The National Institute of Standards and Technology (NIST) has released a report on the presence of per- and polyfluoroalkyl substances (PFAS) in firefighter turnout gear. PFAS are a category of manufactured chemicals linked to cancer and other diseases. They are a growing concern to firefighters who already face increased cancer risk from fire-related exposures such as smoke and soot, as well as vehicle exhaust and other hazardous materials.
The report provides an in-depth examination of a range of textiles used in turnout gear coats and pants, which are constructed in 3 layers: an outer shell, a moisture barrier and a thermal barrier. The research showed that the amount of PFAS present varies widely between manufacturers and layers, with the highest PFAS concentrations observed in the outermost 2 layers. The results of the study suggest that selecting optimal combinations of fabrics for each layer could significantly reduce the amount of PFAS present in turnout gear.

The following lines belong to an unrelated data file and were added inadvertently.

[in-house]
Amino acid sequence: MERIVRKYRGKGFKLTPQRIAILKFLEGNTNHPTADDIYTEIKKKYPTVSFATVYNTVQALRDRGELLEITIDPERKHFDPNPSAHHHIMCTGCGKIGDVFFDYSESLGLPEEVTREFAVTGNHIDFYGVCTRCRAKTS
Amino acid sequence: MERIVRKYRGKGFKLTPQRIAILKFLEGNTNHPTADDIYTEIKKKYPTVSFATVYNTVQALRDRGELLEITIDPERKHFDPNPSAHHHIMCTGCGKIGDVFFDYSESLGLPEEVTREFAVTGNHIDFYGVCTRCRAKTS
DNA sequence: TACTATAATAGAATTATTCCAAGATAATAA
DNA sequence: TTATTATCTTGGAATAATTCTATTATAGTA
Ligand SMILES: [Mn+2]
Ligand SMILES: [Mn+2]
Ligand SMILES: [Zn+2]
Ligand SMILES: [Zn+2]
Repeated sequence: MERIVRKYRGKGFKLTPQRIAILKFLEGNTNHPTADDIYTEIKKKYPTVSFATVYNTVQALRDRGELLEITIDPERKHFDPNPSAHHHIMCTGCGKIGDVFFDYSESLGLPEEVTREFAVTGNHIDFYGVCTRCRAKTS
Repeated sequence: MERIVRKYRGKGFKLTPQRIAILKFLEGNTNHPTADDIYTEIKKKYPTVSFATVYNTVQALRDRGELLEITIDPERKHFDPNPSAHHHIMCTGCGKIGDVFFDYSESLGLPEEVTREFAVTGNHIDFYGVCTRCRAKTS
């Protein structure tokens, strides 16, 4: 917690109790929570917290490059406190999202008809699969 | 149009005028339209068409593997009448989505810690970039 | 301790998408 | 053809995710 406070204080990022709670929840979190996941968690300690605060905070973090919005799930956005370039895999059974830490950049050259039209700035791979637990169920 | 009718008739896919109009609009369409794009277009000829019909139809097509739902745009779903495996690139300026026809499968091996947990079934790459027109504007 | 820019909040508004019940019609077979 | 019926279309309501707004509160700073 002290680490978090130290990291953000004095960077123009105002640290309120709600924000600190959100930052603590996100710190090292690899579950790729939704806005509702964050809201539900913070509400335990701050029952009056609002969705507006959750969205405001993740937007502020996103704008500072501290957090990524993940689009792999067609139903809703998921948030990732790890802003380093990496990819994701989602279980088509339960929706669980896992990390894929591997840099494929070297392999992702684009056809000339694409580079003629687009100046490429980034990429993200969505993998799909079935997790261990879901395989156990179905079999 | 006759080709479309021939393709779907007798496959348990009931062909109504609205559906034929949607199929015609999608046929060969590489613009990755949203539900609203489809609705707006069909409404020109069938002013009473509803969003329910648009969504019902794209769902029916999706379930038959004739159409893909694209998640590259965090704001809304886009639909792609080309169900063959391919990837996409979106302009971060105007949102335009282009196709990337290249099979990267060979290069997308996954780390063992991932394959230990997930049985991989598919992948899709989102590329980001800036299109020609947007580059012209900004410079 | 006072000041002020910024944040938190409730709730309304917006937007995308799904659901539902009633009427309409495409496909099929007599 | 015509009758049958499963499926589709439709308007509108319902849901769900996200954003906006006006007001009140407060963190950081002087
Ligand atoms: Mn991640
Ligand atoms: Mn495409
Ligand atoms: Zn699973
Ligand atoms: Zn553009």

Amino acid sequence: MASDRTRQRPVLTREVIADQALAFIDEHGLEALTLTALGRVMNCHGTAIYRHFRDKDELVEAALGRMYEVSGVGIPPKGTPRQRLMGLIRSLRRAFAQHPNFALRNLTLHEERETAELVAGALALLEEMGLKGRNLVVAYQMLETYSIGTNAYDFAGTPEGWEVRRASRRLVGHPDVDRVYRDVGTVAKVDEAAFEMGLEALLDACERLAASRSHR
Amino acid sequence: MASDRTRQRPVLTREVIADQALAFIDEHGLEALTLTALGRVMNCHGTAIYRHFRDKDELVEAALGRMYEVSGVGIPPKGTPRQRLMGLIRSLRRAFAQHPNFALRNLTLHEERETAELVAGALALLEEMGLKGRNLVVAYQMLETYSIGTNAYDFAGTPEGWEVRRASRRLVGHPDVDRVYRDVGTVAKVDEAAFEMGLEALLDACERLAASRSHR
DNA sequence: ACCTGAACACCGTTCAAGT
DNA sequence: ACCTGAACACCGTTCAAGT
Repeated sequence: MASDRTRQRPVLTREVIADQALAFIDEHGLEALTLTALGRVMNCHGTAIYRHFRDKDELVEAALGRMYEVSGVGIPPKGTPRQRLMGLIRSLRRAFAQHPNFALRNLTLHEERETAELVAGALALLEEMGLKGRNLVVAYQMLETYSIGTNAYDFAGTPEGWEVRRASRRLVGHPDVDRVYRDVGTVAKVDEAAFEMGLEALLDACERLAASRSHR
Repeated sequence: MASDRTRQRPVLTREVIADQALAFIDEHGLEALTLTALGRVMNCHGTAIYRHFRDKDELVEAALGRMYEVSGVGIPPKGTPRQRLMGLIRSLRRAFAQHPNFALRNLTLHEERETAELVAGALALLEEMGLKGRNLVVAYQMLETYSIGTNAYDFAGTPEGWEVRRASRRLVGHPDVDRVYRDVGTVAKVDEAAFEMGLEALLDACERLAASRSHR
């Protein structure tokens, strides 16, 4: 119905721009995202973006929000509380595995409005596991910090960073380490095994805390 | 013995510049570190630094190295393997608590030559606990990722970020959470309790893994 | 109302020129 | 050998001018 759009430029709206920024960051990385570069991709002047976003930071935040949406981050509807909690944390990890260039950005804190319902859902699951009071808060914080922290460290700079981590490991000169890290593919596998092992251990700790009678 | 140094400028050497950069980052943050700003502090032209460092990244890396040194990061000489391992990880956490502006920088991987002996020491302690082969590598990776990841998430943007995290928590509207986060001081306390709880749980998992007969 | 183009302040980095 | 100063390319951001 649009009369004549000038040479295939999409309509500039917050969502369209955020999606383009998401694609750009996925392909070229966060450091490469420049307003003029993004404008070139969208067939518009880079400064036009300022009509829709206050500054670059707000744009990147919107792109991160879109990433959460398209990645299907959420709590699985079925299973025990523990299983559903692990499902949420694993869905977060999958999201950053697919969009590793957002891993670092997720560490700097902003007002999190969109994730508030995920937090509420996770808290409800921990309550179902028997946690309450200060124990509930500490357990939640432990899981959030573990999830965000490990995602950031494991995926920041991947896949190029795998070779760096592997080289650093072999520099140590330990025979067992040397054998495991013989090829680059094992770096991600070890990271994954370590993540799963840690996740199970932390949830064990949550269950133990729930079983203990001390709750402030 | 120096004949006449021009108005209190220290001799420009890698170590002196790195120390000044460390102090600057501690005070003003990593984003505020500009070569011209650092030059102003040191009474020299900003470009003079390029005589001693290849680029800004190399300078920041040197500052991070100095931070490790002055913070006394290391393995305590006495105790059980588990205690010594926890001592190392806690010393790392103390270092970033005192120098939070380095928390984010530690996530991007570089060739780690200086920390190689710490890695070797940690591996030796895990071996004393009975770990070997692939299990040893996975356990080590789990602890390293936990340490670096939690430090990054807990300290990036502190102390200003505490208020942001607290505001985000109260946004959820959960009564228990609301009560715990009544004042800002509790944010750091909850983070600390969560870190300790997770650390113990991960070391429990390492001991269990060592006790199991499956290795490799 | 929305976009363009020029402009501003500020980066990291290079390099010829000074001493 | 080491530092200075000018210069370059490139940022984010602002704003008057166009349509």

The study detailed in this report is one of many ongoing research projects designed to inform the updating of turnout equipment standards to better protect firefighters.
Why are there PFAS in turnout gear?
The properties of PFAS can impart water and oil resistance to fabrics so they are often used to help firefighter gear meet the safety standards of the National Fire Protection Association Standard on Protective Ensembles for Structural Fire Fighting and Proximity Fire Fighting (NFPA 1971) criteria for resistance to heat, water and other hazards.
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